"It’s a little bit like placing putty in a hole in the wall," Barnwell said. "It if stops an aneurysm from growing back, it’ll be very useful."

Indeed, Turner and Pardee say, before-and-after images of their aneurysms – Turner’s was in her right internal carotid artery, behind her eye under the frontal lobe, and Pardee’s was in his left internal carotid artery, also behind the eye – appear to show the malformations are gone.

"My before-and-after pictures are incredible," Pardee said. "You can’t tell it’s there. I saw that and I thought, ’Yeah, OK, this is good!’"

Turner had a similar response: "I was amazed it made the aneurysm much smaller," she said of the procedure. "It did seem like it drew it down. Now there’s just a hump instead of a balloon. It’s good stuff."

Had the aneurysms burst, the likely result would have been a subarachnoid hemorrhage, a type of stroke in which blood escapes into the space between the brain and the skull, cutting off its flow to the brain.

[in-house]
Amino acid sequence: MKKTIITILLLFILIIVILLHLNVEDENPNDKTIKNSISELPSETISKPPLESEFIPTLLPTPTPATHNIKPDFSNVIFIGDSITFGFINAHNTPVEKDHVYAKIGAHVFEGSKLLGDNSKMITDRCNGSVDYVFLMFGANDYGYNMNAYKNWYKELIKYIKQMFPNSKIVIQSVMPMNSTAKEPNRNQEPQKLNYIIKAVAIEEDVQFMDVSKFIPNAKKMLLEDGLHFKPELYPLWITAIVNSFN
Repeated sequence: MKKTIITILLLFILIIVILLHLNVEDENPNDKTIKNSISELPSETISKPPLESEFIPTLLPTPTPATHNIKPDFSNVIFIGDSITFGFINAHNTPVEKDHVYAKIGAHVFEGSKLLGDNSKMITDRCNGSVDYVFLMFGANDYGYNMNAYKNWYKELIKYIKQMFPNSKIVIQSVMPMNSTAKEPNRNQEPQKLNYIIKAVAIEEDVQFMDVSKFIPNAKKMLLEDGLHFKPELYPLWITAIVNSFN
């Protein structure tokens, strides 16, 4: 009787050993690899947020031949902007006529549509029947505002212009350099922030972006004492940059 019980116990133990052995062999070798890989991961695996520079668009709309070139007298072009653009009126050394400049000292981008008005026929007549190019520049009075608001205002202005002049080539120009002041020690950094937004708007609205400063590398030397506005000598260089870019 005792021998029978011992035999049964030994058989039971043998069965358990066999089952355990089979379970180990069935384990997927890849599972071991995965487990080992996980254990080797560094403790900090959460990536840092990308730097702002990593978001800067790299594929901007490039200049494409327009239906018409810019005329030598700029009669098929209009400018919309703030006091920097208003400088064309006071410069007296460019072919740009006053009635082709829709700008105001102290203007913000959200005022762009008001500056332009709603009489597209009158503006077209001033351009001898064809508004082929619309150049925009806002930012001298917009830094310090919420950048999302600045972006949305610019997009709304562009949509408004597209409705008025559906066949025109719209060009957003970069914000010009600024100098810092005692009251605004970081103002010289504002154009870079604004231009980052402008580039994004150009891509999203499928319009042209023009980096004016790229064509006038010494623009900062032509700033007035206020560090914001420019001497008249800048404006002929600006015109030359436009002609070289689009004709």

A common treatment for an aneurysm is coiling, in which a tiny platinum coil is inserted into the sac through a catheter and deployed, restricting blood flow into the malformation. But the coil can fall out of the sac and back into the artery, and sometimes blood flow into the sac isn’t fully restricted.

"Coils can stick out, and sometimes you can’t get the coil where you need it," Clark said. And there is a 20 percent aneurysm recurrence rate among coiling patients.

But in the Onyx procedure, an angioplasty balloon can be used to hold the liquid inside the sac while it’s being injected, preventing it from falling out before it solidifies.

"The balloon keeps it out of the artery and once it hardens, the balloon is deflated and it stays there," Barnwell said.